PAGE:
Larry Press, the longtime sports editor at The Californian and Bob Elias Sports Hall of Fame member, recalled one of his fondest memories.
“Marger ‘Migs’ Apsit, a really nice guy,” Press recalled. “Came out from Illinois to play for USC, where he was the QB — blocking back, then zero in the single-wing offense. And he coached that at (East), the last manifestation of that ancient formation.”
Permenter won 220 games as head coach at Foothill from 1965 to 2001.
Twice the Trojans won 10 games in a season under Permenter, during the 1974 and 1992 campaigns.
“Coach was a motivator,” Shehee said. “He was there for us 100 percent, for all of us players.”
Things have changed over the years, however.
The Trojans have yet to win a section title since opening in 1962 and named Brandon Deckard as head coach in the offseason. Deckard became the sixth head coach for the Trojans since Permenter retired 17 years ago.
“You see the reality of it, but it still bums you out,” Shehee said. “As an alum of Foothill, you want them to get better. But the reality is that is not happening.”
It’s an all-too-common theme for the teams in the SEYL. Since 2008, there have been 22 different head coaches at the six schools, with each program changing coaches at least once in the last decade. East, North and Mira Monte have all had four different coaches over the past 10 years.
South is the only SEYL program to have posted a winning record during that time. The Rebels, who had three consecutive nine-win seasons from 2014-16, are 64-48 since 2008. North, Foothill and Mira Monte, conversely, have all posted winless seasons and East had one-win campaigns in 2008 and 2015.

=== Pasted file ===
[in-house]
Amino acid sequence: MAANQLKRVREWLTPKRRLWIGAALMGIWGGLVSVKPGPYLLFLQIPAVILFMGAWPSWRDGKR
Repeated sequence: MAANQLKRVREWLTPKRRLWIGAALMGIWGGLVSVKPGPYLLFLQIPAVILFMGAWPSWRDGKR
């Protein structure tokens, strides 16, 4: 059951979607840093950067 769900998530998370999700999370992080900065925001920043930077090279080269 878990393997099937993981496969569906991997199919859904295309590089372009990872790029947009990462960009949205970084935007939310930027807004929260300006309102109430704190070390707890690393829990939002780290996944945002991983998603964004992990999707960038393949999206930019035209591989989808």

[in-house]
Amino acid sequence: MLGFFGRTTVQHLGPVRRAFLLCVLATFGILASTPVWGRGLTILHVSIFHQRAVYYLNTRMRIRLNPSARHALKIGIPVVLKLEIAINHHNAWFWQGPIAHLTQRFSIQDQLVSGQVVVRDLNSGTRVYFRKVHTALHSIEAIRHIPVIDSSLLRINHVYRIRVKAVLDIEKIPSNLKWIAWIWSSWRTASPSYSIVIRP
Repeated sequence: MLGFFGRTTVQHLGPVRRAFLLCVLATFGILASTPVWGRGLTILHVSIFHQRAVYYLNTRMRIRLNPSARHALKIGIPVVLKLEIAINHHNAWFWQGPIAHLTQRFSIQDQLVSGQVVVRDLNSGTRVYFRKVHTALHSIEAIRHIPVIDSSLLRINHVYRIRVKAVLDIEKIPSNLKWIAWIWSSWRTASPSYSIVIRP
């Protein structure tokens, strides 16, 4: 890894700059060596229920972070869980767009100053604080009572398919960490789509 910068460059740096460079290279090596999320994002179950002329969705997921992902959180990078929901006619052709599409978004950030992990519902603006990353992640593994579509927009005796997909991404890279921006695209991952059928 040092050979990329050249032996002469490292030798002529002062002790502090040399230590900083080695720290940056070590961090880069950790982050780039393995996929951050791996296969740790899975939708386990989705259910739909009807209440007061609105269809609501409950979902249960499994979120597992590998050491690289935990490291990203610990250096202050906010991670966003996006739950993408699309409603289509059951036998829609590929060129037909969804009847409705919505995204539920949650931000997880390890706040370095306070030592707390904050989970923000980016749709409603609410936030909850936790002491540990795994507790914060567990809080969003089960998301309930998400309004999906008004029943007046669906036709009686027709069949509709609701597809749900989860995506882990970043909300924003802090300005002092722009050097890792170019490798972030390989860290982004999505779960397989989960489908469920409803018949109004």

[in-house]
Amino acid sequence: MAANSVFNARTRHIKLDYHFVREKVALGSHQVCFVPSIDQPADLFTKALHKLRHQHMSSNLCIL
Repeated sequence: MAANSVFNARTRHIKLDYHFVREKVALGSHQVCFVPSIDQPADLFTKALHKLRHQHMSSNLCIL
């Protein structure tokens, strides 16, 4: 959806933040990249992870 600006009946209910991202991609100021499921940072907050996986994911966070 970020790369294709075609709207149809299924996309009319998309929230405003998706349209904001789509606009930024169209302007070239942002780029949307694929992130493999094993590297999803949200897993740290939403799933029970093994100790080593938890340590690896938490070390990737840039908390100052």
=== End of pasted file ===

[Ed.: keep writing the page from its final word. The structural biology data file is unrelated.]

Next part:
Mira Monte opened in 2009 and won five games in a four-team league featuring Independence, Kennedy and Tulare-Mission Oak.
Things didn't continue in that direction for the Lions, however. The program has won just 11 times in the past 80 games and has just one playoff victory since 2010.
Continuity amongst the coaching staffs have proven to be beneficial for more successful SEYL programs.
South was in good hands with John Wren before his sudden death in 2013. Cary Mills, a longtime assistant under Wren, took over the program that season and the Rebels have posted a .500 record or better each year since 2012. In five years under Mills, South has won at least a share of the SEYL title each season.
North won nine games in 2017, Norm Brown’s third year on campus. The Stars ended Highland’s perfect season at home in the regular season finale and won two playoff games before losing to Visalia-Central Valley Christian in the D-IV semifinals.
Gutierrez is heading into his fifth season at Highland. The Scots are coming off arguably the best overall season since the school opened in 1970. Highland began the year 8-0 and shared the SEYL title with North and South, the first league banner of any kind in the football program's history.
Building off that success is key for Highland and all of the east side schools moving forward.
“We hope. Go back a few years ago to the playoff win over (Bakersfield Christian in 2016),” Gutierrez said. “It shows we can compete with other teams. We are excited about playing Tehachapi. Our guys get excited that we can expand our schedule. Our guys have done a good job of earning that.”